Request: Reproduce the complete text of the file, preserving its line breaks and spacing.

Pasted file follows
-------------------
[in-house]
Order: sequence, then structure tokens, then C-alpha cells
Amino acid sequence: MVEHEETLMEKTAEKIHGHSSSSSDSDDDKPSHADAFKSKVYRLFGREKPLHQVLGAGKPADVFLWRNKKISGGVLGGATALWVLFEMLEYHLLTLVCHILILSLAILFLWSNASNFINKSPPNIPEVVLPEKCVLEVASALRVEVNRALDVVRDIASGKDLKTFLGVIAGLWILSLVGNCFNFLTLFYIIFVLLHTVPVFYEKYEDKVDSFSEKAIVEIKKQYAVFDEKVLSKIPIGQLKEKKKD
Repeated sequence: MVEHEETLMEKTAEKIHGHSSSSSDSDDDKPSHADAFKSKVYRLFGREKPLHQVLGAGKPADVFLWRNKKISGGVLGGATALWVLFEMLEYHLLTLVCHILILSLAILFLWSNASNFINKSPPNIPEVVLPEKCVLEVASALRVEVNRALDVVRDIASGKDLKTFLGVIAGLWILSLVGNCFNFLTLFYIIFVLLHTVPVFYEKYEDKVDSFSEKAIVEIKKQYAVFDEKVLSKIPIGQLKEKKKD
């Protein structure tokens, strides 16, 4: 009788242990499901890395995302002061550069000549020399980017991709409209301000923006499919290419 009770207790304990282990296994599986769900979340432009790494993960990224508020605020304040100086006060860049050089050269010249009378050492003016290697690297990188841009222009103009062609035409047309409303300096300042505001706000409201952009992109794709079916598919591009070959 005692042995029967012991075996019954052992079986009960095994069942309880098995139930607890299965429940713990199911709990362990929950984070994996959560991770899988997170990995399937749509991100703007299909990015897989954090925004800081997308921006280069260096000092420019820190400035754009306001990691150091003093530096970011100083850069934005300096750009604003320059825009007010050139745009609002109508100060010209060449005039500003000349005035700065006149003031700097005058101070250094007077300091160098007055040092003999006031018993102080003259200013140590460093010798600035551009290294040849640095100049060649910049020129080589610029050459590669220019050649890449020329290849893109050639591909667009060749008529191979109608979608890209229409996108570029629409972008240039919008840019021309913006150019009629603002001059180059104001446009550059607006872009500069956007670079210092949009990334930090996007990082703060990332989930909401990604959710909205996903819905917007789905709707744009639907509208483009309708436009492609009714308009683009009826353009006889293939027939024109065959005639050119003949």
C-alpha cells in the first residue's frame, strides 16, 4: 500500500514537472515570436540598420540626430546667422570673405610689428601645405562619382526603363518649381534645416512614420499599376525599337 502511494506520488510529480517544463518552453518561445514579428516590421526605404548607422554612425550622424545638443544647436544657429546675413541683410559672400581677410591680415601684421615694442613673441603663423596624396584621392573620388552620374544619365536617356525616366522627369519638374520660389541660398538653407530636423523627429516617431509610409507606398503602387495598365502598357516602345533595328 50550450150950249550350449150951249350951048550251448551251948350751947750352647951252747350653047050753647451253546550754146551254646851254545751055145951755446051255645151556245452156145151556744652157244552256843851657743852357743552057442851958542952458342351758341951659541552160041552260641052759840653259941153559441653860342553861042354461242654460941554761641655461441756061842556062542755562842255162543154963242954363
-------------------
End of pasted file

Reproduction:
[in-house]
Order: sequence, then structure tokens, then C-alpha cells
Amino acid sequence: MVEHEETLMEKTAEKIHGHSSSSSDSDDDKPSHADAFKSKVYRLFGREKPLHQVLGAGKPADVFLWRNKKISGGVLGGATALWVLFEMLEYHLLTLVCHILILSLAILFLWSNASNFINKSPPNIPEVVLPEKCVLEVASALRVEVNRALDVVRDIASGKDLKTFLGVIAGLWILSLVGNCFNFLTLFYIIFVLLHTVPVFYEKYEDKVDSFSEKAIVEIKKQYAVFDEKVLSKIPIGQLKEKKKD
Repeated sequence: MVEHEETLMEKTAEKIHGHSSSSSDSDDDKPSHADAFKSKVYRLFGREKPLHQVLGAGKPADVFLWRNKKISGGVLGGATALWVLFEMLEYHLLTLVCHILILSLAILFLWSNASNFINKSPPNIPEVVLPEKCVLEVASALRVEVNRALDVVRDIASGKDLKTFLGVIAGLWILSLVGNCFNFLTLFYIIFVLLHTVPVFYEKYEDKVDSFSEKAIVEIKKQYAVFDEKVLSKIPIGQLKEKKKD
């Protein structure tokens, strides 16, 4: 009788242990499901890395995302002061550069000549020399980017991709409209301000923006499919290419 009770207790304990282990296994599986769900979340432009790494993960990224508020605020304040100086006060860049050089050269010249009378050492003016290697690297990188841009222009103009062609035409047309409303300096300042505001706000409201952009992109794709079916598919591009070959 005692042995029967012991075996019954052992079986009960095994069942309880098995139930607890299965429940713990199911709990362990929950984070994996959560991770899988997170990995399937749509991100703007299909990015897989954090925004800081997308921006280069260096000092420019820190400035754009306001990691150091003093530096970011100083850069934005300096750009604003320059825009007010050139745009609002109508100060010209060449005039500003000349005035700065006149003031700097005058101070250094007077300091160098007055040092003999006031018993102080003259200013140590460093010798600035551009290294040849640095100049060649910049020129080589610029050459590669220019050649890449020329290849893109050639591909667009060749008529191979109608979608890209229409996108570029629409972008240039919008840019021309913006150019009629603002001059180059104001446009550059607006872009500069956007670079210092949009990334930090996007990082703060990332989930909401990604959710909205996903819905917007789905709707744009639907509208483009309708436009492609009714308009683009009826353009006889293939027939024109065959005639050119003949």
C-alpha cells in the first residue's frame, strides 16, 4: 500500500514537472515570436540598420540626430546667422570673405610689428601645405562619382526603363518649381534645416512614420499599376525599337 502511494506520488510529480517544463518552453518561445514579428516590421526605404548607422554612425550622424545638443544647436544657429546675413541683410559672400581677410591680415601684421615694442613673441603663423596624396584621392573620388552620374544619365536617356525616366522627369519638374520660389541660398538653407530636423523627429516617431509610409507606398503602387495598365502598357516602345533595328 50550450150950249550350449150951249350951048550251448551251948350751947750352647951252747350653047050753647451253546550754146551254646851254545751055145951755446051255645151556245452156145151556744652157244552256843851657743852357743552057442851958542952458342351758341951659541552160041552260641052759840653259941153559441653860342553861042354461242654460941554761641655461441756061842556062542755562842255162543154963242954363